## Subsection 7.2.9 Ambiguity of Some Logical Operators – NEGATION

In logic, for any predicate *P*, we can write both:

[1] *P*(*x*)

[2] ¬*P*(*x*)

Given some appropriate definition of *P*, The Law of the Excluded Middle tells us that, for any *x* in *P*’s domain, one of these claims must be true. And, if we write many simple claims in English, it will also be the case that either the claim or its apparent negation must be true.

So, for example, we could write:

[1] French(Jean) Jean is French. [2] French(Jean) Jean isn’t French.(with respect to whatever definition of the predicate French we have provided).

But this doesn’t always happen, particularly when we allow for the variety of ways of expressing negation in English.

Consider:

[1] Travis likes Jody.

[2] Travis doesn’t like Jody. (an apparently simple negation of [1])

Must one of those sentences be true? It depends on what [2] means. It could mean either:

[3] It is not the case that Travis likes Jody.

[4] Travis dislikes Jody.

If it means [3], then yes, one of [1] and [3] must be true. We can express this as a logical claim:

Likes(Travis, Jody) Likes(Travis, Jody)

But if it means [4], no, it is not necessarily the case that one of [1] and [4] must be true. It is possible that Travis knows nothing about Jody. Or perhaps Travis is neutral about Jody. Then both [1] and [4] are false. Travis neither likes nor dislikes Jody.

Have we violated the Law of the Excluded Middle in a case like this? No. “Dislikes” is not equivalent to “not likes”.

The problem is that many of the more natural tools that English gives us for expressing negations (including “doesn’t”, and prefixes such as “dis-”, “un-”, “il”-, and so forth) are almost like logical negation, but not quite. Often this happens because the property that is being described can best be thought of as describing, not a dichotomy, but rather points on some spectrum. In this case, we often define a logical predicate that corresponds to some part (typically one end) of that spectrum. Then its negation must cover all of the rest. Yet related negative words in English often apply only at the other end.

Some adjectives correspond to dichotomies, but many don’t.

“Legal” does correspond to a dichotomy:

Illegal is equivalent to LegalAnything in the domain of Legal must either be legal or not legal (illegal).

“Likely” doesn’t correspond to a dichotomy:

Unlikely is not equivalent to LikelySomething with probability close to 50/50 is neither likely nor unlikely.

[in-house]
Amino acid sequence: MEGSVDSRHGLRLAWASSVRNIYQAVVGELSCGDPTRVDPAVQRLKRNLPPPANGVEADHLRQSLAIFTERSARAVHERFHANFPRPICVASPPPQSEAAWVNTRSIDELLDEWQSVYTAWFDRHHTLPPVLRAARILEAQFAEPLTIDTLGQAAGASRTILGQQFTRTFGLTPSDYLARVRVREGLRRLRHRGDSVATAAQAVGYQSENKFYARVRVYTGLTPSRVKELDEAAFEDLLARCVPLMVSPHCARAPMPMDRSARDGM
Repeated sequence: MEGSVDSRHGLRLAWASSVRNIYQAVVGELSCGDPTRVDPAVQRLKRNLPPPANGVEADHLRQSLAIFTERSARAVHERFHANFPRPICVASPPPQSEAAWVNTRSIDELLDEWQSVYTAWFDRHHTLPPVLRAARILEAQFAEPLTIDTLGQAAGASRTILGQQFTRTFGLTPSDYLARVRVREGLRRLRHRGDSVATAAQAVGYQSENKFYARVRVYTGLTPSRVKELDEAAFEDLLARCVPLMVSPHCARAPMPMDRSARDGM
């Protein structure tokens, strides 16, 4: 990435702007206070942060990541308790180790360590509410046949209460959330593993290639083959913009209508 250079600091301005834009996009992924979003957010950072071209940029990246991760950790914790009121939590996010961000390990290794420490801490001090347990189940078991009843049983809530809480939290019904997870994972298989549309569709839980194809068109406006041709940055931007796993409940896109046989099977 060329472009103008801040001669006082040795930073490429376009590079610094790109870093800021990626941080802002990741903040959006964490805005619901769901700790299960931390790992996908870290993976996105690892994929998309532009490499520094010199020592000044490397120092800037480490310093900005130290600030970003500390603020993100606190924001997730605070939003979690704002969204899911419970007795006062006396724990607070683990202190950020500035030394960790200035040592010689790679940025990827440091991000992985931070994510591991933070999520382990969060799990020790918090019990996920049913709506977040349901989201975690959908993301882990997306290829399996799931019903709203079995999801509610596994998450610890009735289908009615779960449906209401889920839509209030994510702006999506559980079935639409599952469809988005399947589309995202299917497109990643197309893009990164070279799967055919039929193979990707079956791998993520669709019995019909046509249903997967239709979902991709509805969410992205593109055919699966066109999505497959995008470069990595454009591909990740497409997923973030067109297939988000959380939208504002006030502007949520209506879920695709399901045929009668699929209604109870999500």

Later, we’ll have more to say about the difficulty of dichotomizing our analog world and the vague words we tend to use when we attempt to do that.

Big Idea

The Law of the Excluded Middle says that, for any statement P, P or P is true. It doesn’t say that P or some Q that may seem like not P must be true. If Q is not exactly P, then it’s possible that there are more than two alternatives. Failure to recognize that can lead to the logical error called a False Dichotomy.

A classic example of this is the expression, “If you’re not with us, you’re against us.” The phrase “against us” is not exactly equivalent to “not with us”. It’s possible to be neutral. Unfortunately, people who are trying to make a point may say things like this and hope that their listeners will be fooled into believing their argument.

### Exercises Exercises

#### Exercise Group.

Let’s say that a pair of claims *C*1 and *C*2 sets up a “true dichotomy” if, for any *x* in the domain of *C*1 and *C*2, *C*2(*x*) is equivalent to ¬*C*1(*x*). In this case, the Law of the Excluded Middle says that *C*1(*x*) or *C*2(*x*) must be true. For example, *Legal*(*x*) and *Illegal*(*x*) set up a true dichotomy. *Likely*(*x*) and *Unlikely*(*x*) don’t.

In each of the following examples, the second of the two claims is an *English* negation of the first. Indicate whether or not the two claims set up a true dichotomy. In other words, is the second claim the *logical* negation of the first?

##### 1.

Let the domain be the set of tasks to be accomplished.

*C*1 : *x* is complete.

*C*2 : *x* is incomplete.

True dichotomy

False dichotomy

##### 2.

Let the domain be the set of people. Assume that we’re using “sensitive” in the sense of a personality trait.

*C*1 : *x* is sensitive.

*C*2 : *x* is insensitive.

True dichotomy

False dichotomy

Correct answer is B.

Explanation: When we say that someone is “sensitive”, we are saying that he is at the high sensitivity end of the sensitivity spectrum. When we say that someone is “insensitive”, we are saying that he’s at the low sensitivity end. There’s still the possibility of being in the middle.

##### 3.

Let the domain be the set of people.

*C*1 : *x* is smart.

*C*2 : *x* isn’t smart.

True dichotomy

False dichotomy

Correct answer is B.

Explanation: When we say that someone is smart, we are saying that she’s at the high intelligence end of the IQ spectrum. When we say that someone isn’t smart, we almost always mean that she’s at the low intelligence end. There’s still the possibility of being in the middle.

##### 4.

Let the domain be the set of decisions.

*C*1 : *x* is fair.

*C*2 : *x* isn’t fair.

True dichotomy

False dichotomy